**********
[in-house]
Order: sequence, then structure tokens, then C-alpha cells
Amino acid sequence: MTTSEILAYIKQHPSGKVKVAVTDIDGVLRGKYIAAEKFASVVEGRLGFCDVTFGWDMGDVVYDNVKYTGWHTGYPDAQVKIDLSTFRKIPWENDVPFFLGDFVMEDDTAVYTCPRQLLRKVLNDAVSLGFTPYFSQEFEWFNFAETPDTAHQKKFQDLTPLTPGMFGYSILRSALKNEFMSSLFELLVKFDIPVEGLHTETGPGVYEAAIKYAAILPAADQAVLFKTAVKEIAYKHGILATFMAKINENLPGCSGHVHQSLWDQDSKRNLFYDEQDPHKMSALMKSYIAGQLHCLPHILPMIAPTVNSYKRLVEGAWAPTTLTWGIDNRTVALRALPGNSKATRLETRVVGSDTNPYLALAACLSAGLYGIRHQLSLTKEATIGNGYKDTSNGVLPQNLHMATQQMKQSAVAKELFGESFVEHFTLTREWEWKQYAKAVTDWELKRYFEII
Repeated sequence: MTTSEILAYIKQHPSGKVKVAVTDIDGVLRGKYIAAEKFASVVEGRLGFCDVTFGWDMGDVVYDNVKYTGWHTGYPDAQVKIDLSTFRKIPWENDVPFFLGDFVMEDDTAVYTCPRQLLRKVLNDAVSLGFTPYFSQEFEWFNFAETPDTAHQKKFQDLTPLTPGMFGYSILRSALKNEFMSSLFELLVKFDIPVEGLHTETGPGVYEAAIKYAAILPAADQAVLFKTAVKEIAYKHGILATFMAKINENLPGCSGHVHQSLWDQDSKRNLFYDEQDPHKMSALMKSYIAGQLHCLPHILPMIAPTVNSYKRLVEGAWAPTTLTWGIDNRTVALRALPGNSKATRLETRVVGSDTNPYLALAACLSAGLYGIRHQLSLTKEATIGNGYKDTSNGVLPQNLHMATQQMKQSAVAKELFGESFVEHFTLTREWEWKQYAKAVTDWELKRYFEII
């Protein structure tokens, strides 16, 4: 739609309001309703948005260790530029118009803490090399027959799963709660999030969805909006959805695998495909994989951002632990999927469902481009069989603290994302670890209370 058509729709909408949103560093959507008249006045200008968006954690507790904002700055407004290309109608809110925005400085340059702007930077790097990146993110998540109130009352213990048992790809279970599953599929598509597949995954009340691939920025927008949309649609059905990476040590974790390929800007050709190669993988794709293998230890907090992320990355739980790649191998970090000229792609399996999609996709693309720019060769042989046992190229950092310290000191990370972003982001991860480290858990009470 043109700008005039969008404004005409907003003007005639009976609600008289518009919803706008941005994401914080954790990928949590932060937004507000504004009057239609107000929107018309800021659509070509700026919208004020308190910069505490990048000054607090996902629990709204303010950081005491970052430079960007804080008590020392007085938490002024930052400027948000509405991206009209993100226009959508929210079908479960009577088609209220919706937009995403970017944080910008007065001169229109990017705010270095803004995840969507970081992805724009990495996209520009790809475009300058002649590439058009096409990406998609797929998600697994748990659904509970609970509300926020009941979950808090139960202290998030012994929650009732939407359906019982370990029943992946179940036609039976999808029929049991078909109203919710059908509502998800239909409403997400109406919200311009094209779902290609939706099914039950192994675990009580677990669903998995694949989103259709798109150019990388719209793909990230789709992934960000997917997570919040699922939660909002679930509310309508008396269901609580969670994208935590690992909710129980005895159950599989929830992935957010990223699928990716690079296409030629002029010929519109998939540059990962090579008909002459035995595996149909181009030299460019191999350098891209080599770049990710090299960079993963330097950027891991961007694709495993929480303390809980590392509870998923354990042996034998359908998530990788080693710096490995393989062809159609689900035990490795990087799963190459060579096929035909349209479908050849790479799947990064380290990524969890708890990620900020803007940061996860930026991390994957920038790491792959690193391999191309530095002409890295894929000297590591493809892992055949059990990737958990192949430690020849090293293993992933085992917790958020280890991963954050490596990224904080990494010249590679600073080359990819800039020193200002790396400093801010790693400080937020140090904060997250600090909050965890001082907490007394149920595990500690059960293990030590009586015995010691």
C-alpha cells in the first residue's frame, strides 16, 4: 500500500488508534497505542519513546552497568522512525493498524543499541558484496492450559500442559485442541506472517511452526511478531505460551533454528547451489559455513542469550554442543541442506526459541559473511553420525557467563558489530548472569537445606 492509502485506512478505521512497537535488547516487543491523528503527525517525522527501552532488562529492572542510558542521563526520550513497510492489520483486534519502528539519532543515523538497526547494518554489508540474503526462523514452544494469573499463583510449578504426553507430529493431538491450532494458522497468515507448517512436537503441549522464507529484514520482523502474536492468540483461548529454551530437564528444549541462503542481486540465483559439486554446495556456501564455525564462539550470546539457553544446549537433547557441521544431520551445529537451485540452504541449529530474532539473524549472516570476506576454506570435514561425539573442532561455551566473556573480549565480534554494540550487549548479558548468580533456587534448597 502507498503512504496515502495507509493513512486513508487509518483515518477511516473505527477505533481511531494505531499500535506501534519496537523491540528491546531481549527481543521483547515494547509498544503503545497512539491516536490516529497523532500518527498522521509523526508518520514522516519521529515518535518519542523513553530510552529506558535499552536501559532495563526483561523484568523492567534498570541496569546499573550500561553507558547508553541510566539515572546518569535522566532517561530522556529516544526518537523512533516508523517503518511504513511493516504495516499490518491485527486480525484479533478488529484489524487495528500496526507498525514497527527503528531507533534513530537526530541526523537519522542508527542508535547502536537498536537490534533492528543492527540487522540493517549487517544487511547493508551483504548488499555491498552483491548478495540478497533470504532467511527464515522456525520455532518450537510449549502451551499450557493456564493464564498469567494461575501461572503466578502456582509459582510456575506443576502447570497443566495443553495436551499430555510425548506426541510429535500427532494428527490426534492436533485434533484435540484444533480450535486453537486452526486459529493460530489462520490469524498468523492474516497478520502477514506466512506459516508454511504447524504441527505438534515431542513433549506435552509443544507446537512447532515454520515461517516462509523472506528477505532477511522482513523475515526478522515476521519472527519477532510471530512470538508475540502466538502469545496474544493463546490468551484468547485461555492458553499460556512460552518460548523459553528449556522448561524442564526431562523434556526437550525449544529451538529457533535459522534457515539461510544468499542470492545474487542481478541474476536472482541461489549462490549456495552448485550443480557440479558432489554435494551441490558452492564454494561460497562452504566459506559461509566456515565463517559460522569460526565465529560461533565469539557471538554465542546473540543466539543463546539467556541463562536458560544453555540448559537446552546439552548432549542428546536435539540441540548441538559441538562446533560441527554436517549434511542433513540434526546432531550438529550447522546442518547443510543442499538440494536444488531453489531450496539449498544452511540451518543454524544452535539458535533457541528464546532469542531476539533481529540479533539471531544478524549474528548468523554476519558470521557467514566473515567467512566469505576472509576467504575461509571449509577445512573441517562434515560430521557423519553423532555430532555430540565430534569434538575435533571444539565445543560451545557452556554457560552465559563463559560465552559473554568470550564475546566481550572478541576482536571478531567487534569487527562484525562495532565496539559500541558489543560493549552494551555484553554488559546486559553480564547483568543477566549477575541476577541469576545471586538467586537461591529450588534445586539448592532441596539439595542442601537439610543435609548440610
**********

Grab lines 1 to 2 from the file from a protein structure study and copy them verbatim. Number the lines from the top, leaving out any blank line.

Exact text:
[in-house]
Order: sequence, then structure tokens, then C-alpha cells